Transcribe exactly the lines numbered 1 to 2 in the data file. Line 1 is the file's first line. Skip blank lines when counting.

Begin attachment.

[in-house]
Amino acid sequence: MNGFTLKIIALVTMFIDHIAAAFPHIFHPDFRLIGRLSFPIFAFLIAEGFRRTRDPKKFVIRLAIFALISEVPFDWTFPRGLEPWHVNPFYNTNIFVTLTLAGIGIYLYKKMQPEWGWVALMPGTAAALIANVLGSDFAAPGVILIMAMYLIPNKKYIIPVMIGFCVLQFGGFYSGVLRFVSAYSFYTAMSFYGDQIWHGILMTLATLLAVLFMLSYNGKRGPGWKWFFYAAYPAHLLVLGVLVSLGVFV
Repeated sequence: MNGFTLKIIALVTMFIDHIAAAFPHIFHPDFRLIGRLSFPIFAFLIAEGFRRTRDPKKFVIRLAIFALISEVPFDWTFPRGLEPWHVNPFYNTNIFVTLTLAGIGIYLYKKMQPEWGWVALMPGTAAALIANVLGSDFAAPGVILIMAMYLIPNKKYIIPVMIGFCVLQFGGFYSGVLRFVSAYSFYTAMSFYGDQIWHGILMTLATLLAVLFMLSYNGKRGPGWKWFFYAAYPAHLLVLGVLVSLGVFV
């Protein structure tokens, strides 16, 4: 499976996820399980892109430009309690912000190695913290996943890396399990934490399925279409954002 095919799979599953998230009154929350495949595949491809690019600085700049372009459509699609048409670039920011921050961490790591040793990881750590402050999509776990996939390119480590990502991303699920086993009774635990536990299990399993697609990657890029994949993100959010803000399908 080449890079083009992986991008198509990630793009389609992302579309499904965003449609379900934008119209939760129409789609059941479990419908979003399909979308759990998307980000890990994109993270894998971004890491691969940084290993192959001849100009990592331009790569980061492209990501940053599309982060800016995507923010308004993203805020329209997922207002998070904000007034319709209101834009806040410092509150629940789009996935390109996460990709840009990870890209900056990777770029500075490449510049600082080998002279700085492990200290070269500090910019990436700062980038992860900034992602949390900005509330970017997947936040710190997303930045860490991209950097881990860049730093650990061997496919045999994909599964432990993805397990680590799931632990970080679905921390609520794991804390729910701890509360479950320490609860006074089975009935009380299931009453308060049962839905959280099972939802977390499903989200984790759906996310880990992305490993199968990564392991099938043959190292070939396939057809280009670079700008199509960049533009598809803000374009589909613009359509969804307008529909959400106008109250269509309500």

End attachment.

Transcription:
[in-house]
Amino acid sequence: MNGFTLKIIALVTMFIDHIAAAFPHIFHPDFRLIGRLSFPIFAFLIAEGFRRTRDPKKFVIRLAIFALISEVPFDWTFPRGLEPWHVNPFYNTNIFVTLTLAGIGIYLYKKMQPEWGWVALMPGTAAALIANVLGSDFAAPGVILIMAMYLIPNKKYIIPVMIGFCVLQFGGFYSGVLRFVSAYSFYTAMSFYGDQIWHGILMTLATLLAVLFMLSYNGKRGPGWKWFFYAAYPAHLLVLGVLVSLGVFV